Traditional Communication Still Matters

This week I spoke to a group of students in business communication on the importance of focusing on social media communication. I relayed information on the various tools, why they’re important, and how a person could manage so many outposts. Really, it was multiple weeks of material condensed into an hour talk. Anyway, when I finished, a student stayed after to ask a GREAT question. To paraphrase, he asked me if I thought it was still important to maintain an in-person or more traditional relationship with customers. What a great question! Here’s my response:

Because this class turned out to be mostly Agribusiness students, my post is focused a bit more in that direction.


Authentic relationships and traditional communication still mater!

No doubt, I love talking about digital business communication, but there’s a HUGE slice of audience that doesn’t feel the same way I do. Many people still want to connect with an actual person, and they want to know something about that other person. Relationships still really do matter. If you’re going into Agribusiness, I think you have to pay careful attention to how you maintain relationships.


Take my in-laws for an example. They are fifth generation farmers still working the same ground their ancestors did over 140 years ago. Except for my husband, the boys all stayed in this area and know just about everyone in Southwest Wisconsin, it seems. After my husband and I moved back, I noticed something interesting. Every time (and I mean every time) I introduced myself to someone, they wanted to know how I was related to Brogleys they knew, and almost always they tried to go back as far as they could, often to my husband’s parents, and they always had to figure out where they lived. They never really asked where I lived, which I thought funny. After we settled that, the conversation could resume, but not until a connection had been defined. Have you ever had someone ask your last name, and they tried to piece it back to your grandparents? And where they farmed? I bet so. People still really do want to establish a connection with you and know how you fit in their world.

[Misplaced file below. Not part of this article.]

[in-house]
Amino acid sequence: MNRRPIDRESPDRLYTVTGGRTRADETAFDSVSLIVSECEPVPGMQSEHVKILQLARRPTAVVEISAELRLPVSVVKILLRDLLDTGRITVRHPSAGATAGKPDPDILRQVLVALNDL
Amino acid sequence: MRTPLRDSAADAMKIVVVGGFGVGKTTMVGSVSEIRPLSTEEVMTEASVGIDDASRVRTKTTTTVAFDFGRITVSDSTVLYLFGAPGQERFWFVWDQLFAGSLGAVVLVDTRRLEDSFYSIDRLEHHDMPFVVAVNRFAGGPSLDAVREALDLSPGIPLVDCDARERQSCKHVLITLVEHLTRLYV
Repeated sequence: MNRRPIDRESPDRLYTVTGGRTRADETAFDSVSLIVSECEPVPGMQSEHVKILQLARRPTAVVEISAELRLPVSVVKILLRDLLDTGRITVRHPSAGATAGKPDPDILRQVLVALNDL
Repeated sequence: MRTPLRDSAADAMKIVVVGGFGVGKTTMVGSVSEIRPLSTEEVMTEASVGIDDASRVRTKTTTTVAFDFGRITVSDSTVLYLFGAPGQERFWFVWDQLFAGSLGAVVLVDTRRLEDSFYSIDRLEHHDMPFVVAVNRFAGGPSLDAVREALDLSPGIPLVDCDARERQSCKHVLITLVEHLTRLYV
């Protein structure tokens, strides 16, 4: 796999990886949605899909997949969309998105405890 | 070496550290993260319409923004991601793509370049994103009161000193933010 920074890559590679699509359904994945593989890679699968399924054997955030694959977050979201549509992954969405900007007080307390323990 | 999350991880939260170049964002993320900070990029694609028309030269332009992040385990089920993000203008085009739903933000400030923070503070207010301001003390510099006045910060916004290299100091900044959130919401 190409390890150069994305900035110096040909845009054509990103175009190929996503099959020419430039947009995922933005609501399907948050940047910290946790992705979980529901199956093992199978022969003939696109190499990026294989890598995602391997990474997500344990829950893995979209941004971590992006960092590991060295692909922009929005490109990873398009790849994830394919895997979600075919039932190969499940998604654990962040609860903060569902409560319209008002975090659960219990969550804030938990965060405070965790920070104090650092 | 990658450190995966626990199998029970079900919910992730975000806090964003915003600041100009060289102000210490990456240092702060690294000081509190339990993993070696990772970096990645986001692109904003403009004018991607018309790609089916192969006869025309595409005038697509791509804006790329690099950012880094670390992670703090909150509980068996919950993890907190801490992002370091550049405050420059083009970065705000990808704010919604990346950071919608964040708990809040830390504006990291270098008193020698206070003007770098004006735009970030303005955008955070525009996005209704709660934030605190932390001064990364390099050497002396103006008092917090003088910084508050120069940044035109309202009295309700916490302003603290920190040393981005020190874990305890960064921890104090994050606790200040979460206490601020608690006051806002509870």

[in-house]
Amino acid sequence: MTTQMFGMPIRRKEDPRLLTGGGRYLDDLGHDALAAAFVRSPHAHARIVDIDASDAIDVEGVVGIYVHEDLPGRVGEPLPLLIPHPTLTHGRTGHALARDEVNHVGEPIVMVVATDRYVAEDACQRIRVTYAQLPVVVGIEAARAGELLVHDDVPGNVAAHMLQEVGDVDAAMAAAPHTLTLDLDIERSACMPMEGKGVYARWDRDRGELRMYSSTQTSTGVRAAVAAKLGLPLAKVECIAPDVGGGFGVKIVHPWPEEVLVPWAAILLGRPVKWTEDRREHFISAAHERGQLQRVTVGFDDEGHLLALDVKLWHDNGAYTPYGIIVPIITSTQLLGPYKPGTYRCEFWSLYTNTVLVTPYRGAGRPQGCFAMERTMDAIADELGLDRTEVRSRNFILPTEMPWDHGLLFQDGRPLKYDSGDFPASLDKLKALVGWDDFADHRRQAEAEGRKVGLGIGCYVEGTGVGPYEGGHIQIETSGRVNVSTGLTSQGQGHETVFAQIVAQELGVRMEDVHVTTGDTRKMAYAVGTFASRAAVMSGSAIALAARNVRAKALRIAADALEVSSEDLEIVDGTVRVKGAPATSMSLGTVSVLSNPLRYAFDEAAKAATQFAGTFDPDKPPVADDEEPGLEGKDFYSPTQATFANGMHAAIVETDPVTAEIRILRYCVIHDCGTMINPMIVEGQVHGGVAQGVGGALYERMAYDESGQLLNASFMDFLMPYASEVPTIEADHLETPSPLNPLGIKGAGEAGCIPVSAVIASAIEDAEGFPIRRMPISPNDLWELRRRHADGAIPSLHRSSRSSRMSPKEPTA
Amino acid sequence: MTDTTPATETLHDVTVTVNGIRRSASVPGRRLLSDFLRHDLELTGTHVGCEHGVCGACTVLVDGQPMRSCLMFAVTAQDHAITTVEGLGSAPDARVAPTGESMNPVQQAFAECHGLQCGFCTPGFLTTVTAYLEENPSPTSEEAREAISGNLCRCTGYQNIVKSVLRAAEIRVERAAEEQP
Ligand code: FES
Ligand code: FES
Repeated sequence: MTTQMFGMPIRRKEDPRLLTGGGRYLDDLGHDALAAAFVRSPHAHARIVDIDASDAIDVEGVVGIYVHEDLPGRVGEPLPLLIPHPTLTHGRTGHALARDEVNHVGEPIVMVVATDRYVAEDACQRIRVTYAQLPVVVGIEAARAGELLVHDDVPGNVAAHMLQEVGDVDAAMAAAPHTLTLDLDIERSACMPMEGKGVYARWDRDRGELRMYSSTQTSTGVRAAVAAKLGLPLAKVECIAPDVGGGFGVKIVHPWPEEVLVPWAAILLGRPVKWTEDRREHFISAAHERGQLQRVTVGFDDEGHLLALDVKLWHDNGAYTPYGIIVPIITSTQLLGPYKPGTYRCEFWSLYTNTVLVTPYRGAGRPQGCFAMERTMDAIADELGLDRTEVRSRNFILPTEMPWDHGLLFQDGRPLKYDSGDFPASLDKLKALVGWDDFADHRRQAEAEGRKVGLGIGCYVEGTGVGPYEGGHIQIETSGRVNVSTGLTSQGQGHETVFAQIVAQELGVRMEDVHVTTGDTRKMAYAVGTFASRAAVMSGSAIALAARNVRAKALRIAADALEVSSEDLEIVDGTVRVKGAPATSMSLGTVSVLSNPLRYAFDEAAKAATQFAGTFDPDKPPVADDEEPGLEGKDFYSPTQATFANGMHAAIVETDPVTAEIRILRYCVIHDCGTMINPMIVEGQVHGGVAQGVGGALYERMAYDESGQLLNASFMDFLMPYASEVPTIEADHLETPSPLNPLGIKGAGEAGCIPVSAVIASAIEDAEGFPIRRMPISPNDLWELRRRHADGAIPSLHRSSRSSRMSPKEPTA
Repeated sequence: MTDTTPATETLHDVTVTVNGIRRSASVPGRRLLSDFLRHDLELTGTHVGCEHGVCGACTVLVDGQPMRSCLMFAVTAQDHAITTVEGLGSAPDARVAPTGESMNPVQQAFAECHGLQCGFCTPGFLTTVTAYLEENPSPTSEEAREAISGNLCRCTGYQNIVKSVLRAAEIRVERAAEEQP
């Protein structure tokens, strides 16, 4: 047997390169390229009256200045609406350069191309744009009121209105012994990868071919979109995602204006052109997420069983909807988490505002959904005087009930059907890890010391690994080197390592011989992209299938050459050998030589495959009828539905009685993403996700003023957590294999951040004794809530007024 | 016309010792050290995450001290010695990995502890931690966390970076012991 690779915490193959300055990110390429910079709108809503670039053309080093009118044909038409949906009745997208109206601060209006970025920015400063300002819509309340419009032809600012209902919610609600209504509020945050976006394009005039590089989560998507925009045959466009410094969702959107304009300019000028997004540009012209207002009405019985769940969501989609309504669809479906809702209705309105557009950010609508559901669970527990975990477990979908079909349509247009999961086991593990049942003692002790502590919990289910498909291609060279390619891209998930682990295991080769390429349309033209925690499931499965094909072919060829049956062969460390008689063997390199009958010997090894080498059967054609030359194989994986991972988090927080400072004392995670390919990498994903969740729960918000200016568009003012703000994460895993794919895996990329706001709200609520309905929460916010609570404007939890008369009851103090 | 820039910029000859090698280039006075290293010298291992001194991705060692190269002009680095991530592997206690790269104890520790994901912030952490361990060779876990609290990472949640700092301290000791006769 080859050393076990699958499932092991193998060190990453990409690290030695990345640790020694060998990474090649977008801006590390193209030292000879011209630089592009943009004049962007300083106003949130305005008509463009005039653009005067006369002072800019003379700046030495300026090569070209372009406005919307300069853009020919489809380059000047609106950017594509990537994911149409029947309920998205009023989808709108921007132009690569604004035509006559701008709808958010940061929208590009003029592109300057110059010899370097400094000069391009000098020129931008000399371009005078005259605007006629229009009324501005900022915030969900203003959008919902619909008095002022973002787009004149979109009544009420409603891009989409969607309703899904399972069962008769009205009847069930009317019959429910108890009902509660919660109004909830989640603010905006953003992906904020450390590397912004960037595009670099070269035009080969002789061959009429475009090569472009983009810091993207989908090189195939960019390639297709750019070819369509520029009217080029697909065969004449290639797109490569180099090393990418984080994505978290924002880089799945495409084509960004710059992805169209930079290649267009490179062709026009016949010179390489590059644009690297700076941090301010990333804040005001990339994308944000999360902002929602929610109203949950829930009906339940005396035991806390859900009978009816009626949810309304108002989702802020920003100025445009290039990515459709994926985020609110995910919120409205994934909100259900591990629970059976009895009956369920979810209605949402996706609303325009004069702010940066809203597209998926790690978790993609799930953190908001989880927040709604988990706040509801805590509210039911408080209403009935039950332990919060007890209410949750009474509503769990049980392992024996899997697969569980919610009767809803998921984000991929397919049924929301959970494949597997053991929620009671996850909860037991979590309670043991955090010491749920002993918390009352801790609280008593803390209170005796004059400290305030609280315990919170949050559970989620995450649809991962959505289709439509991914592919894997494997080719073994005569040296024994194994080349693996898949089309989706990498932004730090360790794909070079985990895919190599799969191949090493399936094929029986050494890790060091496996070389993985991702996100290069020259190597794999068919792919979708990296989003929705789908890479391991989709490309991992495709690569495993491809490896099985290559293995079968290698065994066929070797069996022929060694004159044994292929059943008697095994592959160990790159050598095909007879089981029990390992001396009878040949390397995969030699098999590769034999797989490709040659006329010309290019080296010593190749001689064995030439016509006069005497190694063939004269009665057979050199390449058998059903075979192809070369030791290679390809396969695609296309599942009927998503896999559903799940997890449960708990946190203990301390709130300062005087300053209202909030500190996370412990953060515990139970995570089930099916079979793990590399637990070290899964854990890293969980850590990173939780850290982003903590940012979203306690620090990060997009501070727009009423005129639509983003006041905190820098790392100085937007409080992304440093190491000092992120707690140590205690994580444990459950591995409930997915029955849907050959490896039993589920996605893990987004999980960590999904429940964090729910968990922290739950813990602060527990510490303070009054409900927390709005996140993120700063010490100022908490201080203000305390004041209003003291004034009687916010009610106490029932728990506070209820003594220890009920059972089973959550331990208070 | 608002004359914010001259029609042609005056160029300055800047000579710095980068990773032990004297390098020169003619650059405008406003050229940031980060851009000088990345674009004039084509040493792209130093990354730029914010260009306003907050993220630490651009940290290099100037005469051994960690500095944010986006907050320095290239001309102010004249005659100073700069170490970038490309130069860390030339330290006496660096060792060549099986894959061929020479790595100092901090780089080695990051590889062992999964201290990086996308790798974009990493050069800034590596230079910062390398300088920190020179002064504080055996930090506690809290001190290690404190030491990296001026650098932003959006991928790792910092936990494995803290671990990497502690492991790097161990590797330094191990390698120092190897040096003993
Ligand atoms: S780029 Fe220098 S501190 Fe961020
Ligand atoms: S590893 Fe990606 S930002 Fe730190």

1948 Plat Map – Harrison Township

The other interesting observation I noted is that when people describe land, they often still refer to it as the home farm of the oldest owners they can remember, regardless of who has owned it since. My in-laws refer to a section of land as the “Huntington farm,” but I know the Huntington family hasn’t owned the land since the 1980s. Recently I opened up an old plat map from 1948. I promptly turned to familiar land to find the “Huntington farm” right where it’s been for decades. Sure, Google Maps can give interior walk throughs of swanky hotels, but can it reveal decades of landownership? Nope. Not yet. Lots of people in our area still care about how we are connected to land. Do you know anyone that calls a farm by the original owners? Ancestor and historical connection also matters.


Additionally, my father-in-law would say that my social media appreciation is for the birds. He doesn’t even have voice mail on his house phone. If you want to talk to him, head to the VFW or the farm. Recently, an appointment was cancelled on him without notice, and he was disappointed they didn’t send a letter. Now to me, I would think that’s a waste of paper. To him, formal communication matters.


My point — personal connections, history, and traditional communication matters too. Gadgets and social media matter too, but to a different slice. The challenging hurdle for you is that you have to attend to all groups. That means learning the traditional ways of writing and engaging with customers and keeping up with the digital methods. Thankfully, you’re in school to do just that!

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